Did you pass a Cherokee Indian Chief on your way to the office?

6″ x 8″ watercolor, $60 ($10 donated to the Wolakota Foundation).

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Downtown and surrounded by office buildings; not a setting where you would expect to see a Chief Cherokee Indian fully outfitted in authentic clothing. Today was an exception. This week marks the Center for Interfaith Relation’s 11th annual Festival of Faiths. One of the many events scheduled for the festival was the tree planting ceremony I attended this morning, summarized in the Festival of Faith’s program as, “Many of the sacred mounds of the Cherokee in the area that is now Louisville were destroyed during building construction. Several of these sites are downtown. Chief Arvol Looking Horse and the local Cherokee and Iroquois communities will lead the tree planting in honor of Native People.”

Chief Arvol Looking Horse is quite the recognized leader as founder of the Wolakota Foundation, which has established spiritually grounded “programs for sustaining traditional teachings of the Lakota, Dakota and Nakota Nation as well as researching and demonstrating practices for sustainable, ecologically-balanced living.”

An eclectic mix of participants (Buddhists monks to businessmen) gathered in a circle to watch the ceremony, which closed by the circle folding in on itself as one person initiate a chain by turning to the left and shaking the hand of each person down the line. A great way to start any morning.

Highlights from the “Engaging Our World” conference

Whatever your social justice concern, you would have found educated voices speaking about it at the “Engaging Our World” conference. Paul Loeb, who researches and writes about citizen responsibility and empowerment, was a key guest speaker. Other participants included many faculty members at the University of Louisville, representatives from various nonprofits, and religious/spiritual leaders.

To squeeze in as much as possible, I brought along a friend to divvy up the workshops. Between the two of us, we heard panelists field questions on environmental issues (panelists sketched above), watched an Oxfam video presentation, learned about the cleft palate corrective surgeries that Dr. Mark Chariker performs (glad my friend was assigned to that one),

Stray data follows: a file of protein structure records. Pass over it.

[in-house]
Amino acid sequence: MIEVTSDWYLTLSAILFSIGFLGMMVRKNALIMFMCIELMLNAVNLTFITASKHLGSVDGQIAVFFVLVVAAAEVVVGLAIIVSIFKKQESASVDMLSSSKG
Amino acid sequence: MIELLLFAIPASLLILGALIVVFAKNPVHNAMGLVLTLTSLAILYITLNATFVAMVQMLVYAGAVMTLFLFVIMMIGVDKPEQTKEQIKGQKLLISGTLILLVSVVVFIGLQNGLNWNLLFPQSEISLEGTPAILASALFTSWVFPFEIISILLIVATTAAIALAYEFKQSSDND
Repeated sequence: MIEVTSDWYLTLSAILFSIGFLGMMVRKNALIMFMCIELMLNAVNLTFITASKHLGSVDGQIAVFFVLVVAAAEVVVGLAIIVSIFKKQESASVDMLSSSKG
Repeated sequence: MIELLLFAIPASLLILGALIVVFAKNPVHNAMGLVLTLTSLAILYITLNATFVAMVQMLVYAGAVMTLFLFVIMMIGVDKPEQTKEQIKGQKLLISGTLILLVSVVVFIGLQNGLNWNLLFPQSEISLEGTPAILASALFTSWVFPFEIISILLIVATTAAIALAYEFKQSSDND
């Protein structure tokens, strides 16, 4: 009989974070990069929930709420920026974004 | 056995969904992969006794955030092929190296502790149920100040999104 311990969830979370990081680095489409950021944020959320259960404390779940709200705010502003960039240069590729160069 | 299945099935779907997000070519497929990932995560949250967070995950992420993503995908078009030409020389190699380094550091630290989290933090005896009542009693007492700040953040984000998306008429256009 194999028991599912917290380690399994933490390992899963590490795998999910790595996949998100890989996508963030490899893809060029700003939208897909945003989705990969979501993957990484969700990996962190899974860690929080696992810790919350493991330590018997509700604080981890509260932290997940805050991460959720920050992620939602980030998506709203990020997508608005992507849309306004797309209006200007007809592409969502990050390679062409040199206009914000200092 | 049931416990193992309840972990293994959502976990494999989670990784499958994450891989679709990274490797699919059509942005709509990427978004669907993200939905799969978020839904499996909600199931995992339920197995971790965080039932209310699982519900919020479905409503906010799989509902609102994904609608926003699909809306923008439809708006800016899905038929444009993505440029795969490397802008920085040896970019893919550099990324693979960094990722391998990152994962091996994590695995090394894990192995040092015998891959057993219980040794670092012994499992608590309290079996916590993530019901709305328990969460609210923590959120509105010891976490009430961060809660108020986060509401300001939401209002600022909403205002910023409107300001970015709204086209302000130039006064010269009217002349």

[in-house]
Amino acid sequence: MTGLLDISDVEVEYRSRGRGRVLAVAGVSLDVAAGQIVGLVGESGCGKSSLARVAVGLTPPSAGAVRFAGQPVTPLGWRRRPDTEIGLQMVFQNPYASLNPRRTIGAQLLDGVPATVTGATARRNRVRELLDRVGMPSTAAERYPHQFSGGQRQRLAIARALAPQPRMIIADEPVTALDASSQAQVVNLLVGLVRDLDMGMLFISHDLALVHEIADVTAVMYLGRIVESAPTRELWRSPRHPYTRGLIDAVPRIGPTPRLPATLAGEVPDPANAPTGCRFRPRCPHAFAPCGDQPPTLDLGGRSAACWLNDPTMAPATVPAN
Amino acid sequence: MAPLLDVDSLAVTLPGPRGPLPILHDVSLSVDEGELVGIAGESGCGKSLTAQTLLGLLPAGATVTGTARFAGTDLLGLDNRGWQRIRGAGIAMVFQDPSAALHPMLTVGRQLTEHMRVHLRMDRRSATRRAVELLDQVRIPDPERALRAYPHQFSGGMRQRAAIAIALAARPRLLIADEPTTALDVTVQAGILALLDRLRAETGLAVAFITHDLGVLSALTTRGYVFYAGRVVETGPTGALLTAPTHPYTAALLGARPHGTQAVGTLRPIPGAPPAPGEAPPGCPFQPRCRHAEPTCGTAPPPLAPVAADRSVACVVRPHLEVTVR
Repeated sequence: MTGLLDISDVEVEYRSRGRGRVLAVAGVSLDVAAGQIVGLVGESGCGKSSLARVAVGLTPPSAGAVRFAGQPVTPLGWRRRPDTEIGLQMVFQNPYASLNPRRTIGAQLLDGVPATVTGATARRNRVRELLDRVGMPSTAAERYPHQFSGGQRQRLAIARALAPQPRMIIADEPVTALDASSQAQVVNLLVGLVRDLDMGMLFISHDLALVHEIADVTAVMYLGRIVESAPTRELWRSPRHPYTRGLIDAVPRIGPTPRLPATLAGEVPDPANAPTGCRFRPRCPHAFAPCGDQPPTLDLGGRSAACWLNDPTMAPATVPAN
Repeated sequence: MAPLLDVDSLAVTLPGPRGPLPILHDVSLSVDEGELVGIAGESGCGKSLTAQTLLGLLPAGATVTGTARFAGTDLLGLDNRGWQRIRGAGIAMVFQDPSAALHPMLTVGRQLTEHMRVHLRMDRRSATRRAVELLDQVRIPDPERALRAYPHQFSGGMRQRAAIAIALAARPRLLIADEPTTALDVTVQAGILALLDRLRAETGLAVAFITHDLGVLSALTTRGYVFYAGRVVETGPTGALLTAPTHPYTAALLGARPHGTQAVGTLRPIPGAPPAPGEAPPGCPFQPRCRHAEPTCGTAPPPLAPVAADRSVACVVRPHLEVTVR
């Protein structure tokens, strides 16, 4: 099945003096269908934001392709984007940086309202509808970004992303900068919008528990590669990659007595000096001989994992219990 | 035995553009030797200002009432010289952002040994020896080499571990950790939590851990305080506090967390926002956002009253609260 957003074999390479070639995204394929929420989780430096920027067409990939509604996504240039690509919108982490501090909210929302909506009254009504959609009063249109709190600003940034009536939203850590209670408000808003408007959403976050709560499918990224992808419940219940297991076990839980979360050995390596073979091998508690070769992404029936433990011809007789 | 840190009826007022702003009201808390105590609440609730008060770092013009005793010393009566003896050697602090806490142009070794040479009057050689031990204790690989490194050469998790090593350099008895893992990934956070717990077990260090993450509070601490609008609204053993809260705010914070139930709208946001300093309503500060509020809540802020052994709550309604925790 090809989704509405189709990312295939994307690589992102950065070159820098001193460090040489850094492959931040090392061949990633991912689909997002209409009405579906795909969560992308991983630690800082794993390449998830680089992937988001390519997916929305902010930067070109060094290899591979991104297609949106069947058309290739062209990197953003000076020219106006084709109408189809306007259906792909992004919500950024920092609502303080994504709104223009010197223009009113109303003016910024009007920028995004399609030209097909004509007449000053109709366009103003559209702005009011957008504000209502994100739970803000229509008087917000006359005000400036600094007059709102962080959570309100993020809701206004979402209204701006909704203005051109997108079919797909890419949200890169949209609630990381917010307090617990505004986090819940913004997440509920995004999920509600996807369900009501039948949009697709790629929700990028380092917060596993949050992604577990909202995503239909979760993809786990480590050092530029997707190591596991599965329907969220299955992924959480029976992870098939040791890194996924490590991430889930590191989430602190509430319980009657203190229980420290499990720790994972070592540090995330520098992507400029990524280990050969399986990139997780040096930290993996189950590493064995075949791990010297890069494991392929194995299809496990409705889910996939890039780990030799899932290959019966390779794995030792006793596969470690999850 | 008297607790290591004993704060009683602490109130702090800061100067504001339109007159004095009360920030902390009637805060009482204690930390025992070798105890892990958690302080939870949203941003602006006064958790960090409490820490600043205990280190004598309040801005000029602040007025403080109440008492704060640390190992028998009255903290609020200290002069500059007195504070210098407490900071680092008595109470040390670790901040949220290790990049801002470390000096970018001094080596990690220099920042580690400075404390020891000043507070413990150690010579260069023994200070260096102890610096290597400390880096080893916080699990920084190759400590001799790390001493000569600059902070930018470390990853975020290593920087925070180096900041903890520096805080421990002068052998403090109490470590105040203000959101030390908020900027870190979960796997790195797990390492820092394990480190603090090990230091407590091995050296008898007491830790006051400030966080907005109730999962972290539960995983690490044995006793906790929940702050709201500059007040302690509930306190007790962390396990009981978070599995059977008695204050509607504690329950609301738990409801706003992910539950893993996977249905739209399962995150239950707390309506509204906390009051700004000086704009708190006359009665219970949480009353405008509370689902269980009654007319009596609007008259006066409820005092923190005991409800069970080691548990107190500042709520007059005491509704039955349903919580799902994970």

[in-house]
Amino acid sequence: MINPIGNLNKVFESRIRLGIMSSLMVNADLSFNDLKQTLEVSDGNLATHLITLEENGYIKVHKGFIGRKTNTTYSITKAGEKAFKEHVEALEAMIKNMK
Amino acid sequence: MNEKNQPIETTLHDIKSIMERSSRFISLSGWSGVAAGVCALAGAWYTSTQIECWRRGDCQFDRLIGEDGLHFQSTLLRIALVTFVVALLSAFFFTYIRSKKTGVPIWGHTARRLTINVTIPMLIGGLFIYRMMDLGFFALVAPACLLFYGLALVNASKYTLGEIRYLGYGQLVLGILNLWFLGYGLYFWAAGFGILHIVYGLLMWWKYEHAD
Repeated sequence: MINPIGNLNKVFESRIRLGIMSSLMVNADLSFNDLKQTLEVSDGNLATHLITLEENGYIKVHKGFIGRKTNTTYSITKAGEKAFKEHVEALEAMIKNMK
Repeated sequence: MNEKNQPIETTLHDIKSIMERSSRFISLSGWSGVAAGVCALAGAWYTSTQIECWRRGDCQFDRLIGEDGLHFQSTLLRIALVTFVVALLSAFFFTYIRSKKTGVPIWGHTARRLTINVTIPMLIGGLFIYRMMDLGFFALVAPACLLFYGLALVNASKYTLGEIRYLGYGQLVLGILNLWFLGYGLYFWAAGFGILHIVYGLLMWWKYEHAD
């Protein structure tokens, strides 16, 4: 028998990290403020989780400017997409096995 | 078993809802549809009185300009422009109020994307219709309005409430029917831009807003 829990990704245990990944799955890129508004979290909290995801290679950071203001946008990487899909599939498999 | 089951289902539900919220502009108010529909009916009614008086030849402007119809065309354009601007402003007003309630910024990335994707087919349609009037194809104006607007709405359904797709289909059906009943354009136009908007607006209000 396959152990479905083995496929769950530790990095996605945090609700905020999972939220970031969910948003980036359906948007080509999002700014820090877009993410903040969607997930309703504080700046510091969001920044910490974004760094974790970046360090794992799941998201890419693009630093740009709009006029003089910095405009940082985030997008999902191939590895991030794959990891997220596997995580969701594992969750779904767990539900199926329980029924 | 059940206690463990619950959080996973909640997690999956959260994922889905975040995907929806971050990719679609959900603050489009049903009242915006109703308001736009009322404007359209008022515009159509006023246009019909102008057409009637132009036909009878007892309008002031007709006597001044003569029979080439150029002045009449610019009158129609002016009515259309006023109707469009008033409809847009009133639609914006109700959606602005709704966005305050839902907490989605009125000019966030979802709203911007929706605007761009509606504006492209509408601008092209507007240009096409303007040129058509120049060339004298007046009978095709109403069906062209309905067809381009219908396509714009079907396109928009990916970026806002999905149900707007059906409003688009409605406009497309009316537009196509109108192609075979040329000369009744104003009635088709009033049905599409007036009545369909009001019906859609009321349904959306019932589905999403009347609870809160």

listened to representatives from “Women in Transition” explain how they help women rise above poverty (speaker and conference attendee sketched above), attended a lecture on Humanity and Sustainability, and created models of “ideal communities” with ACTIVE Living that best enable active lifestyles that fight obesity.

The conference planning committee didn’t just stop at booking knowledgeable speakers and organizing wonderful workshops. Everything was covered, down to the biodegradable, sugarcane fiber cutlery used at lunch. My friend took her knife back to Columbus to test the claim that it would decompose in her compost pile.

I left the conference feeling a mix of shock at the reality and severity of numerous looming issues while also inspired by the enthusiasm generated by the participants. Although possibly skewed since I am devoting an increasing amount of time to these issues, it still seems that many of these topics are gaining momentum and beginning to move mountains.

Technorati tags: Oxfam, Engaging Our World, social justice, Paul Loeb, University of Louisville

Building green

11″ x 14″ watercolor
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Nestled in a historic neighborhood, established nearly 90 years ago, now stands a new home boasting energy bills that surely put its antique neighbors to shame. The owner commissioned me to paint her stunning new home built to green architectural standards (think solar panels, incorporating sustainable building materials, insulating correctly, energy efficient windows, etc.). Meeting people like this gives me the warm fuzzies by reassuring me that going green is gaining momentum. Soon the home owner will be taking it one step further by expanding her green reach into the yard with a completely edible landscape!

Do you wonder how much your household is contributing to the crisis that is our environmentally battered planet? I found a great website where you can find how your household compares to similar homes by providing basic info such as square footage, number of occupants, etc. as well as including information from previous utility bills. Once you get the results you are provided with recommendations on how to make improvements. If you’re not motivated to take action, maybe this will spark a little interest.

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